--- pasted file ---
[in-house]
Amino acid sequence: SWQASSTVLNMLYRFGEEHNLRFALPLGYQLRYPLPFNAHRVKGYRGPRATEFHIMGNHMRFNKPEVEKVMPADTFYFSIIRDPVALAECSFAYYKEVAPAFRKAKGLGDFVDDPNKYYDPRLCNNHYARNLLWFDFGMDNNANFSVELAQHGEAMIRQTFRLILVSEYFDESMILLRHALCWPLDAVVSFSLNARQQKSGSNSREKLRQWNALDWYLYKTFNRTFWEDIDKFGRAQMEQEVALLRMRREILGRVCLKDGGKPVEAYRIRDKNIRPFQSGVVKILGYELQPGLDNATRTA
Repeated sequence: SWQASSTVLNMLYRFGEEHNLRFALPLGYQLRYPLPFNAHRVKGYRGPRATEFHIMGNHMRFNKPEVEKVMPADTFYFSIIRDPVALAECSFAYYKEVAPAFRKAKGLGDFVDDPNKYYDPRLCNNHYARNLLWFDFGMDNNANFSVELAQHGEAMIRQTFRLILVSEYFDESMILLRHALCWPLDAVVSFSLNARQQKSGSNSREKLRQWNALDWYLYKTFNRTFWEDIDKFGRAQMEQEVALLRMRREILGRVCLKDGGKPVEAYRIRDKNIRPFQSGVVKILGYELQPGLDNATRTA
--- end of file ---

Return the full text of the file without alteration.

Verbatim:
[in-house]
Amino acid sequence: SWQASSTVLNMLYRFGEEHNLRFALPLGYQLRYPLPFNAHRVKGYRGPRATEFHIMGNHMRFNKPEVEKVMPADTFYFSIIRDPVALAECSFAYYKEVAPAFRKAKGLGDFVDDPNKYYDPRLCNNHYARNLLWFDFGMDNNANFSVELAQHGEAMIRQTFRLILVSEYFDESMILLRHALCWPLDAVVSFSLNARQQKSGSNSREKLRQWNALDWYLYKTFNRTFWEDIDKFGRAQMEQEVALLRMRREILGRVCLKDGGKPVEAYRIRDKNIRPFQSGVVKILGYELQPGLDNATRTA
Repeated sequence: SWQASSTVLNMLYRFGEEHNLRFALPLGYQLRYPLPFNAHRVKGYRGPRATEFHIMGNHMRFNKPEVEKVMPADTFYFSIIRDPVALAECSFAYYKEVAPAFRKAKGLGDFVDDPNKYYDPRLCNNHYARNLLWFDFGMDNNANFSVELAQHGEAMIRQTFRLILVSEYFDESMILLRHALCWPLDAVVSFSLNARQQKSGSNSREKLRQWNALDWYLYKTFNRTFWEDIDKFGRAQMEQEVALLRMRREILGRVCLKDGGKPVEAYRIRDKNIRPFQSGVVKILGYELQPGLDNATRTA